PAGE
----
A Woman in Men’s Clothing

A Woman in Men’s Clothing

Flora Quick aka Flora Mundis aka Tom King aka China Dot

by C.K. Thomas

China Dot couldn’t possibly have committed all the crimes attributed to her by Flora Quick and John Mundisoverzealous news reporters of her day. Born Flora Quick in 1874, orphaned at the age of 15, and then married to a man who was after her inheritance, she soon made the decision she would survive by any means possible.

After her marriage to scoundrel Ora Mundis failed, Flora began riding horseback dressed in men’s clothing, stealing horses, and calling herself Tom King. Her true identity and gender became known when she landed in an Oklahoma City jail for horse theft. Newspapers reported her escaping jail at least twice and never being convicted for her crimes.

For a time, Flora turned tricks and even ran a brothel in Guthrie, Oklahoma, with her friend Jessie Whitewings. Reports claimed she robbed trains and banks as well, but in reality it seems she stuck to horse rustling. Sadly, she was killed by a jealous lover in the back of Sirrianl’s Italy Saloon in Clifton, Arizona, at the beginning of 1903.

The most quoted story concerning her death attributes the deed to her lover, Bill Garland. Flora and Bill quarreled while high on opium, and Bill shot her four times before shotting himself in the head. News reports of the incident described the four gunshot wounds in graphic detail, and while Flora managed to live several hours following the shooting, Bill’s suicide was instantly fatal.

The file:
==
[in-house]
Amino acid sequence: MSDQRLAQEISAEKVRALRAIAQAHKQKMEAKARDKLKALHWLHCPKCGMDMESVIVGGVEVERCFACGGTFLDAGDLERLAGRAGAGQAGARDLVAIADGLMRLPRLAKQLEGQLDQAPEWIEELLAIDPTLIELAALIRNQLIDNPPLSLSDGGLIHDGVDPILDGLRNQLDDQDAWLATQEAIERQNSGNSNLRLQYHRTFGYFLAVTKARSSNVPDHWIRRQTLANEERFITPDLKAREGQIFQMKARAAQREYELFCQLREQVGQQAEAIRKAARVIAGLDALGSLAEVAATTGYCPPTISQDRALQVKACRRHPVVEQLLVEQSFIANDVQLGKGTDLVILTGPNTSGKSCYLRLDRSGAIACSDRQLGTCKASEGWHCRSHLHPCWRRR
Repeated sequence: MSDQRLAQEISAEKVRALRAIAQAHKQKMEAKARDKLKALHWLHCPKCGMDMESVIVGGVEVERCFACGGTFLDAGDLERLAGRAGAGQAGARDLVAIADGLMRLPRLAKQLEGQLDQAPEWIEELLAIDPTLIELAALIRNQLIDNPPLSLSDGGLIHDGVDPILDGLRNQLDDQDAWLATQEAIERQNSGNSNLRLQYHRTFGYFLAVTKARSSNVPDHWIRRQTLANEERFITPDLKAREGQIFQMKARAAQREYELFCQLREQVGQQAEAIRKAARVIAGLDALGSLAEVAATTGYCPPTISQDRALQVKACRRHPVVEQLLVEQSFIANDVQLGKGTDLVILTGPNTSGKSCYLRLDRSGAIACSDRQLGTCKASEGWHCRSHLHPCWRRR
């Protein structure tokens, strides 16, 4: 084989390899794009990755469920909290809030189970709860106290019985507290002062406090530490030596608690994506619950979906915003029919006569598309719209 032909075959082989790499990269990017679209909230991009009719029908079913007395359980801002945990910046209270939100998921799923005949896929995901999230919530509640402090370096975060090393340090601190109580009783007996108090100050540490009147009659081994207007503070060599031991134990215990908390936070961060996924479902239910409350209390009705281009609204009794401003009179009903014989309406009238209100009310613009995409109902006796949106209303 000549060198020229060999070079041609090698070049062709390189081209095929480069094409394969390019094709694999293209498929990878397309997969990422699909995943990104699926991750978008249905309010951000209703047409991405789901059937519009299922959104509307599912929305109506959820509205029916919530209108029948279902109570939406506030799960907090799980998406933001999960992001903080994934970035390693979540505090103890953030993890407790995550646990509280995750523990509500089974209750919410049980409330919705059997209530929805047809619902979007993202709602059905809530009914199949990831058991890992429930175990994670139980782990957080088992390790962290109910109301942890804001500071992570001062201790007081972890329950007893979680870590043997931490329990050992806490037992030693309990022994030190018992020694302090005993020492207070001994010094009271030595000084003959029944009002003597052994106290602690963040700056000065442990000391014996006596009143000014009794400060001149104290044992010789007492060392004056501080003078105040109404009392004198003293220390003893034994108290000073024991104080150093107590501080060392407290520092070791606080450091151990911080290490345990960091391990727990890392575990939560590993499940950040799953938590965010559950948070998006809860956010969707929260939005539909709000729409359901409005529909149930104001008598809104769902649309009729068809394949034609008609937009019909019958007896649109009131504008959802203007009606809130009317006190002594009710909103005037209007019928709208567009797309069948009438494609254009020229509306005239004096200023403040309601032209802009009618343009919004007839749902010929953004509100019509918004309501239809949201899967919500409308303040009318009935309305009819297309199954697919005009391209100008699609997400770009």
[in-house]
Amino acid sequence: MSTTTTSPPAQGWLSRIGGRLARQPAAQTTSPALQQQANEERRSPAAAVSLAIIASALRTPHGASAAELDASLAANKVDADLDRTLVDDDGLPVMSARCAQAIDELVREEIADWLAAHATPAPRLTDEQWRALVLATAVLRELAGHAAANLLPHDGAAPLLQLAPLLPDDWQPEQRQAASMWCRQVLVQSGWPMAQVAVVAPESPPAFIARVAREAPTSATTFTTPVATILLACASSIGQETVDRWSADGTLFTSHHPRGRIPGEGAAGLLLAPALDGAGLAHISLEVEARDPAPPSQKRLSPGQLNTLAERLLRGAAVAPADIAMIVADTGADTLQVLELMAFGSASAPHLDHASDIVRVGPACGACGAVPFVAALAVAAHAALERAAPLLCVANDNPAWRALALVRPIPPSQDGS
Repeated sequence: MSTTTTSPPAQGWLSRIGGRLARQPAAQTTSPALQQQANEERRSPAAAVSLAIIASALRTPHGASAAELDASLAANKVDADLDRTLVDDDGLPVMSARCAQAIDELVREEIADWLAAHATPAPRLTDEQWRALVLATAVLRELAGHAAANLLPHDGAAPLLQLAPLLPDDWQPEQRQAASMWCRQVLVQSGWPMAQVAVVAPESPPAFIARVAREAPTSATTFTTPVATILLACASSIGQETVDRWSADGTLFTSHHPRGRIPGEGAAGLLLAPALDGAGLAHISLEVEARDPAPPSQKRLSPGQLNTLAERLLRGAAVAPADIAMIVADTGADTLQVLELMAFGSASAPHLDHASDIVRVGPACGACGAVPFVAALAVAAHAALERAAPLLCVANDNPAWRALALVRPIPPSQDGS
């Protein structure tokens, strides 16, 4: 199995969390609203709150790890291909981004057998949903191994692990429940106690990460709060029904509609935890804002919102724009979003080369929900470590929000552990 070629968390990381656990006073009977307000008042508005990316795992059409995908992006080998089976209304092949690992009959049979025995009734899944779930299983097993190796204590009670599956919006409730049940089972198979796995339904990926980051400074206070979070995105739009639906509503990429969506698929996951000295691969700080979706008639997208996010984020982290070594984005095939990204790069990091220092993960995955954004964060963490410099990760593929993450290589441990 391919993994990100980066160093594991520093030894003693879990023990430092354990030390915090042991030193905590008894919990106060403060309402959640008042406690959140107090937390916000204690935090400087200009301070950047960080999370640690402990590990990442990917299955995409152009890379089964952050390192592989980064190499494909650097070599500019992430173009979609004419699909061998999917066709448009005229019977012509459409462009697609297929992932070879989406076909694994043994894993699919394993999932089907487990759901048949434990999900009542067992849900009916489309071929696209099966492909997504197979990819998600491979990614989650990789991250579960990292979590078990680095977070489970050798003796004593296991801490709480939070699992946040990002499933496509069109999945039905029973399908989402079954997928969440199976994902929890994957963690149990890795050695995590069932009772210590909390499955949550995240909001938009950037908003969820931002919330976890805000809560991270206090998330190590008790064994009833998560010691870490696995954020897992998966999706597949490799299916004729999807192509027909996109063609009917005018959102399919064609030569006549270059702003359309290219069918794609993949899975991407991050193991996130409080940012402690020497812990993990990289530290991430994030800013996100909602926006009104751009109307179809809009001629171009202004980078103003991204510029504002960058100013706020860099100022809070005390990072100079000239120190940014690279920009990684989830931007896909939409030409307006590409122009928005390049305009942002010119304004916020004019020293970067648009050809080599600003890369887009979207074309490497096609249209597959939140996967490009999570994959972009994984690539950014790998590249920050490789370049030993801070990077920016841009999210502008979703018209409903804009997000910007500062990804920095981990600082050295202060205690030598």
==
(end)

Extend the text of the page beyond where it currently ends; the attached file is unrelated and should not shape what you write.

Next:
It’s difficult to find the truth about Flora Quick, considering all the tales written about her notorious life. Newspapers.com search results produce conflicting reports, and while many articles and books try to unravel her history, it appears we may never know the whole truth about this frontier woman who masqueraded as a man. In the 29 years she lived, she managed to leave behind a legacy that rivals more familiar Wild West characters such as Annie Oakley and Clamity Jane, who were written about in dime novels and sensationalized in news reports of the era.

August 23, 2015 article by Marshall Trimble

C.K. ThomasC.K. Thomas lives in Phoenix, Arizona. Before retiring, she worked for Phoenix Newspapers while raising three children and later as communications editor for a large United Methodist Church. The Storm Women is her fourth novel and the third in the Arrowstar series about adventurous women of the desert Southwest. Follow her blog: We-Tired and Writing Blog.

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